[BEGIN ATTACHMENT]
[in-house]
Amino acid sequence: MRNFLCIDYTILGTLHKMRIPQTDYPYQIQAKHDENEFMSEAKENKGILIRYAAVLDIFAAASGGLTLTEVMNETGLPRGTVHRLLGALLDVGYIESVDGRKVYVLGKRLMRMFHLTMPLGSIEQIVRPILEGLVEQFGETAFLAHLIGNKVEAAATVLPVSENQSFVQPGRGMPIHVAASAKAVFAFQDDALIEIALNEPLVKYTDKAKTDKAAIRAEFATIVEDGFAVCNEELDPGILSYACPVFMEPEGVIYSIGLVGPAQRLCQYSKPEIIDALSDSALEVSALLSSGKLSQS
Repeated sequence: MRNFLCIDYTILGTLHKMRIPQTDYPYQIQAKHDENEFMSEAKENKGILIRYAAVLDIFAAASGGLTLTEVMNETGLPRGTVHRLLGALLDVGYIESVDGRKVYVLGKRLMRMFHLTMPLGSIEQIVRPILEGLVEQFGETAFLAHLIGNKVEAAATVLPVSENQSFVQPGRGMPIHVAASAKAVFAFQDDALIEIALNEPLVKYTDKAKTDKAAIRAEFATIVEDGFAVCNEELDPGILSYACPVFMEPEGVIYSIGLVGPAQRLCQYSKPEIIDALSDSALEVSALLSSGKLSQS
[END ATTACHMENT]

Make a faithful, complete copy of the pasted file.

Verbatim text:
[in-house]
Amino acid sequence: MRNFLCIDYTILGTLHKMRIPQTDYPYQIQAKHDENEFMSEAKENKGILIRYAAVLDIFAAASGGLTLTEVMNETGLPRGTVHRLLGALLDVGYIESVDGRKVYVLGKRLMRMFHLTMPLGSIEQIVRPILEGLVEQFGETAFLAHLIGNKVEAAATVLPVSENQSFVQPGRGMPIHVAASAKAVFAFQDDALIEIALNEPLVKYTDKAKTDKAAIRAEFATIVEDGFAVCNEELDPGILSYACPVFMEPEGVIYSIGLVGPAQRLCQYSKPEIIDALSDSALEVSALLSSGKLSQS
Repeated sequence: MRNFLCIDYTILGTLHKMRIPQTDYPYQIQAKHDENEFMSEAKENKGILIRYAAVLDIFAAASGGLTLTEVMNETGLPRGTVHRLLGALLDVGYIESVDGRKVYVLGKRLMRMFHLTMPLGSIEQIVRPILEGLVEQFGETAFLAHLIGNKVEAAATVLPVSENQSFVQPGRGMPIHVAASAKAVFAFQDDALIEIALNEPLVKYTDKAKTDKAAIRAEFATIVEDGFAVCNEELDPGILSYACPVFMEPEGVIYSIGLVGPAQRLCQYSKPEIIDALSDSALEVSALLSSGKLSQS